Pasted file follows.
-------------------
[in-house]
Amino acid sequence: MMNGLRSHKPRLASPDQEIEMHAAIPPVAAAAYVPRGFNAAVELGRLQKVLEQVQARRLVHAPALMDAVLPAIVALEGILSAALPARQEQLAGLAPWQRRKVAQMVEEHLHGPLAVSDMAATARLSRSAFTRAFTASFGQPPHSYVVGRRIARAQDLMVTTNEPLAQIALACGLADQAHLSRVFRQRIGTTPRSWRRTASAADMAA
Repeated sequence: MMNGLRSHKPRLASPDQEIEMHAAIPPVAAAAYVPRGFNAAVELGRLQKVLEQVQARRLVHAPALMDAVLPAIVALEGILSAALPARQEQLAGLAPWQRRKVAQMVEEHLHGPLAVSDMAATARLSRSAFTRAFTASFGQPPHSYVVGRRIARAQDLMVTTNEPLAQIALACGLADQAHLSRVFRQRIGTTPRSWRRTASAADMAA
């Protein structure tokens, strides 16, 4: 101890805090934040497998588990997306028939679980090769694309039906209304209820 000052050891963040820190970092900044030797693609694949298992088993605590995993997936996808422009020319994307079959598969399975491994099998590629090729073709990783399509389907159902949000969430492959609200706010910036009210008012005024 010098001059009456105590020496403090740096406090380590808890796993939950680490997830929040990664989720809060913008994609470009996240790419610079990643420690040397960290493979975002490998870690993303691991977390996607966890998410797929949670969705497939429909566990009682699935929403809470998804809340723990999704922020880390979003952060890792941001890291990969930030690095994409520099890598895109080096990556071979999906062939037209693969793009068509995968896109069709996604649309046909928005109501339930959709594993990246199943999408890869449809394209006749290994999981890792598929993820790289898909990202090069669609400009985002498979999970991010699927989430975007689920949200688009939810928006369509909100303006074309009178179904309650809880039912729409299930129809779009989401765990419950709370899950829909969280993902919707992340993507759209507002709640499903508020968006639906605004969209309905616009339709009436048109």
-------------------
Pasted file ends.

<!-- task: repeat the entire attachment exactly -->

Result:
[in-house]
Amino acid sequence: MMNGLRSHKPRLASPDQEIEMHAAIPPVAAAAYVPRGFNAAVELGRLQKVLEQVQARRLVHAPALMDAVLPAIVALEGILSAALPARQEQLAGLAPWQRRKVAQMVEEHLHGPLAVSDMAATARLSRSAFTRAFTASFGQPPHSYVVGRRIARAQDLMVTTNEPLAQIALACGLADQAHLSRVFRQRIGTTPRSWRRTASAADMAA
Repeated sequence: MMNGLRSHKPRLASPDQEIEMHAAIPPVAAAAYVPRGFNAAVELGRLQKVLEQVQARRLVHAPALMDAVLPAIVALEGILSAALPARQEQLAGLAPWQRRKVAQMVEEHLHGPLAVSDMAATARLSRSAFTRAFTASFGQPPHSYVVGRRIARAQDLMVTTNEPLAQIALACGLADQAHLSRVFRQRIGTTPRSWRRTASAADMAA
């Protein structure tokens, strides 16, 4: 101890805090934040497998588990997306028939679980090769694309039906209304209820 000052050891963040820190970092900044030797693609694949298992088993605590995993997936996808422009020319994307079959598969399975491994099998590629090729073709990783399509389907159902949000969430492959609200706010910036009210008012005024 010098001059009456105590020496403090740096406090380590808890796993939950680490997830929040990664989720809060913008994609470009996240790419610079990643420690040397960290493979975002490998870690993303691991977390996607966890998410797929949670969705497939429909566990009682699935929403809470998804809340723990999704922020880390979003952060890792941001890291990969930030690095994409520099890598895109080096990556071979999906062939037209693969793009068509995968896109069709996604649309046909928005109501339930959709594993990246199943999408890869449809394209006749290994999981890792598929993820790289898909990202090069669609400009985002498979999970991010699927989430975007689920949200688009939810928006369509909100303006074309009178179904309650809880039912729409299930129809779009989401765990419950709370899950829909969280993902919707992340993507759209507002709640499903508020968006639906605004969209309905616009339709009436048109």